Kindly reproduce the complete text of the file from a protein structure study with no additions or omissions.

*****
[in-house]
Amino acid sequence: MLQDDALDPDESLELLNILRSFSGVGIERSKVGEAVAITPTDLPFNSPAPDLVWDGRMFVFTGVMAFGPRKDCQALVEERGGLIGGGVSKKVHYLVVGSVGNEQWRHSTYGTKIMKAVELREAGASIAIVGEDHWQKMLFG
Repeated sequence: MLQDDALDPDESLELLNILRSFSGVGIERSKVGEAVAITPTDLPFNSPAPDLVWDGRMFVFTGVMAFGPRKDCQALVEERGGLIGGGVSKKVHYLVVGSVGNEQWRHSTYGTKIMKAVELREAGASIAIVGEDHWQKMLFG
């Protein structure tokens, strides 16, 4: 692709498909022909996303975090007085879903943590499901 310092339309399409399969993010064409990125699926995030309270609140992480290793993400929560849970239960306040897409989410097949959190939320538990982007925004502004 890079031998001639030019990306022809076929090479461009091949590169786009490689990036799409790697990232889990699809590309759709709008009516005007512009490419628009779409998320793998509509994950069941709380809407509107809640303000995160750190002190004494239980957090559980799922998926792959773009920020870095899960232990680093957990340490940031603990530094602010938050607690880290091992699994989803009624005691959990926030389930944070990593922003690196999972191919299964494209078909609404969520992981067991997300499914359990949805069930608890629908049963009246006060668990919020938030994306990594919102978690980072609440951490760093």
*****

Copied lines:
[in-house]
Amino acid sequence: MLQDDALDPDESLELLNILRSFSGVGIERSKVGEAVAITPTDLPFNSPAPDLVWDGRMFVFTGVMAFGPRKDCQALVEERGGLIGGGVSKKVHYLVVGSVGNEQWRHSTYGTKIMKAVELREAGASIAIVGEDHWQKMLFG
Repeated sequence: MLQDDALDPDESLELLNILRSFSGVGIERSKVGEAVAITPTDLPFNSPAPDLVWDGRMFVFTGVMAFGPRKDCQALVEERGGLIGGGVSKKVHYLVVGSVGNEQWRHSTYGTKIMKAVELREAGASIAIVGEDHWQKMLFG
């Protein structure tokens, strides 16, 4: 692709498909022909996303975090007085879903943590499901 310092339309399409399969993010064409990125699926995030309270609140992480290793993400929560849970239960306040897409989410097949959190939320538990982007925004502004 890079031998001639030019990306022809076929090479461009091949590169786009490689990036799409790697990232889990699809590309759709709008009516005007512009490419628009779409998320793998509509994950069941709380809407509107809640303000995160750190002190004494239980957090559980799922998926792959773009920020870095899960232990680093957990340490940031603990530094602010938050607690880290091992699994989803009624005691959990926030389930944070990593922003690196999972191919299964494209078909609404969520992981067991997300499914359990949805069930608890629908049963009246006060668990919020938030994306990594919102978690980072609440951490760093």